A Song

Is any one sad in the world, I wonder?
Does any one weep on a day like this,
With the sun above, and the green earth under?
Why, what is life but a dream of bliss?

With the sun, and the skies, and the birds above me,
Birds that sing as they wheel and fly—
With the winds to follow and say they love me—
Who could be lonely? O ho, not I!

Somebody said, in the street this morning,
As I opened my window to let in the light,
That the darkest day of the world was dawning;
But I looked, and the East was a gorgeous sight.

One who claims that he knows about it
Tells me the Earth is a vale of sin;
But I and the bees and the birds—we doubt it,
And think it a world worth living in.

Some one says that hearts are fickle,
That love is sorrow, that life is care,
And the reaper Death, with his shining sickle,
Gathers whatever is bright and fair.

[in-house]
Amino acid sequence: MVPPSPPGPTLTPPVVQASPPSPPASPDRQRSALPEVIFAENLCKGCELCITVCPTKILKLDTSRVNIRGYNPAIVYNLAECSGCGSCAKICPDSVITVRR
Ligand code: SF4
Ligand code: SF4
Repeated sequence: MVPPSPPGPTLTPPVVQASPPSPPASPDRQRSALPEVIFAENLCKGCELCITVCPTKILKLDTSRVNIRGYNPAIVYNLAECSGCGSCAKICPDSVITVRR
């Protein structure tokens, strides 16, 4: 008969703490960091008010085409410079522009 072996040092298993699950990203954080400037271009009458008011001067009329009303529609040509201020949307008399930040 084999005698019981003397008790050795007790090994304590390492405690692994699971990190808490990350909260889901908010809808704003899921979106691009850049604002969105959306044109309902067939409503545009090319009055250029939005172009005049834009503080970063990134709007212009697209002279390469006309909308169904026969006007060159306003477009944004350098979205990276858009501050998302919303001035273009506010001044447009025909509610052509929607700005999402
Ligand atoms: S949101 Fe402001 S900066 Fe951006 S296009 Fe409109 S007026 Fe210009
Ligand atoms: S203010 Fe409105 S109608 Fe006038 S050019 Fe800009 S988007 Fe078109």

I told the thrush, and we laughed together,
Laughed till the woods were all a-ring:
And he said to me, as he plumed each feather,
“Well, people must croak, if they cannot sing.”

Up he flew, but his song, remaining,
Rang like a bell in my heart all day,
And silenced the voices of weak complaining,
That pipe like insects along the way.

O world of light, and O world of beauty!
Where are there pleasures so sweet as thine?
Yes, life is love, and love is duty;
And what heart sorrows? O no, not mine!
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